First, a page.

Wednesday, 16 October 2013


Then off goes the bell ringing through my head. Signifies that all's been said
The Bell - Villagers

Check up: ... Haemoglobin 11.9 ... Neutrophils 1.87 ... Platelets 184 ...

My test results from Monday much as last month. No plans to find out my FLCs this month, so just presuming my myeloma continues dormant.

Sitting in the hospital this week for my bone drugs, I can't say I've missed it. Each visit I notice fresh changes. The corridors have been recently refurbished. More than half of the staff in the chemo unit have come and gone. Being here is very much standing still, for me. Standing still is a lot better than going backwards, or downhill, of course. Nevertheless, losing more than half a day every month, sitting in the chemo unit, is a tangible drag. Even with my headphones on I can't help overhearing unwelcome snippets of other people's woes. She had an adverse reaction to velcade. He waits endlessly for blood results. Her chemo must be attenuated. He needs assistance to walk to his seat. And then there's me. Healthy, happy, and incurable. Fiercely independent, yet dependent on endless tests and therapies. There are charities - I can't ignore it because there's a poster staring me in the face to remind me about it - set up to "support" me and "help make life better" for me.

The bone drugs, this week, leave me feeling a bit shabby for 24 hours - for the first time in ages, I retire to bed. And then I have yet another hospital appointment - this time with a physio who is going to try and get my spine fit for running again. This is a great goal - but what a drag to have to keep working on my back day in, day out, probably for ever.

Sitting in the hospital makes me think about my progress. If you'd asked me, 15 months ago, where I'd be now (or even if you hadn't asked, because it was almost a fixation for me) I'd have painted a picture of completing my PGCE (which I have not) and then backpacking the children across Asia, before setting up home in New Zealand. A carefree existence like that is simply incompatible with myeloma. It's a tricky thing for me to even think about now, and Marisa and I don't discuss it much. A year ago we had photos up on the wall of our kitchen of our "destination". For a while they were simultaneously difficult to look at and impossible to take down. They are long gone now, replaced with pictures of happy children and holidays. It's a kind of bereavement, I suppose. We are grieving for a life that never was.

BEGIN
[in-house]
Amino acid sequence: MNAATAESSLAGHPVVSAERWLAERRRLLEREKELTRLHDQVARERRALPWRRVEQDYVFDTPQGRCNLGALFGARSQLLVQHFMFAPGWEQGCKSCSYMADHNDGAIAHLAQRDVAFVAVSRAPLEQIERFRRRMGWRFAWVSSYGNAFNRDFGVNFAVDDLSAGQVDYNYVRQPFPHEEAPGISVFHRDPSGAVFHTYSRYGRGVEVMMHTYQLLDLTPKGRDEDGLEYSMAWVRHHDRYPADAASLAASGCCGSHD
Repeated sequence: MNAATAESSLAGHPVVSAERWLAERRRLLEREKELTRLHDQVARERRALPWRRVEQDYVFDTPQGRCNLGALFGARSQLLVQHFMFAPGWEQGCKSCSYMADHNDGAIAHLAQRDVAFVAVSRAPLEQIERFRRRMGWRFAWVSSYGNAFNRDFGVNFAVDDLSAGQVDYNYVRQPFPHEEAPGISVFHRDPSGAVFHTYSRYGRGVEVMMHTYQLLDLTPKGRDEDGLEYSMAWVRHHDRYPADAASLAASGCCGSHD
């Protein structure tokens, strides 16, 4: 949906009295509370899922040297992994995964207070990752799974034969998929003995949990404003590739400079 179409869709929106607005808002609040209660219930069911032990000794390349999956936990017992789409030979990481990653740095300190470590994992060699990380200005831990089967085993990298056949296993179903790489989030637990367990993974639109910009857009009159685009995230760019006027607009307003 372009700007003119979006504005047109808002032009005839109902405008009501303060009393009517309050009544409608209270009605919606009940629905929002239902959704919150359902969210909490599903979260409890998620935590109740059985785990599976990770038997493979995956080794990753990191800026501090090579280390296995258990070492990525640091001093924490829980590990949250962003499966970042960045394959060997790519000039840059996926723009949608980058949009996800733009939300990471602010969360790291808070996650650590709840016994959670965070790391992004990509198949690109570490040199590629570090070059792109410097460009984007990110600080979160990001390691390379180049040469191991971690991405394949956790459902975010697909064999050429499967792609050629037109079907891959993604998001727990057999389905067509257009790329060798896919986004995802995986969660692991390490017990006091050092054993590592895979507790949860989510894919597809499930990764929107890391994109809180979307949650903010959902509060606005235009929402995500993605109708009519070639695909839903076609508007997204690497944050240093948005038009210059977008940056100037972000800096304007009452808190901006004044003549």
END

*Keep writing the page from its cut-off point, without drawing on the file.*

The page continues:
Instead, where am I? On holiday, if at all possible. After the summer en famille, kicking back in France, we just took a luxurious, romantic, child-free, weekend in Venice. We're off to Turkey next, for some autumn sun in a couple of weeks and (barring something awful happening in the meantime) planning a jaunt round The Philippines in six months: Marisa and me, our wonderful children, and some of our dearest friends. In between, I'm working, but also making time to do a share of our child care.

Oh... And we recently got the keys to a little place in Sussex, and are throwing ourselves into rural weekends. A beautiful view. A wood burning stove. Easy access to the seaside, to country walks. We've been blackberrying, shell collecting, castle climbing, bird watching. Bliss.

I feel a little uncomfortable with the new self image. Holidays in the south of France? A lifestyle job? (To use the term with which an old boss used to disparage anyone who prioritised family instead of graft.) A second home? Yikes. On the other hand I defy anyone to look at Marisa and me and even think - let alone vocalise - anything along the lines of "it's alright for some". The rest of my immune system may be compromised, but I'm largely immune to feeling guilty, any more.

Many people have warned me that it can be the time when intense treatment has ended, when life returns to "normal", which can be the hardest on the mind. Seems ungrateful really - I have much to be thankful for, after all. But when I was ill I had a clear focus - getting well. Now I keep asking myself the purpose of being healthy. Am I making the most of it? Am I being responsible, but not too earnest? Am I enjoying myself enough, but not being too frivolous? Where's the optimum balance?

While I went through the intense period of my treatment I could whinge to my heart's content about bone pain, nausea and fatigue. After months of being concerned on our behalf, it's nice for people (that's you) not to have to worry about us. So I'm reluctant to inflict my existential uncertainties on you. (I may need all your empathies again, one day... can't afford to give you compassion fatigue!) Easier, therefore, to write it. (And now I have.)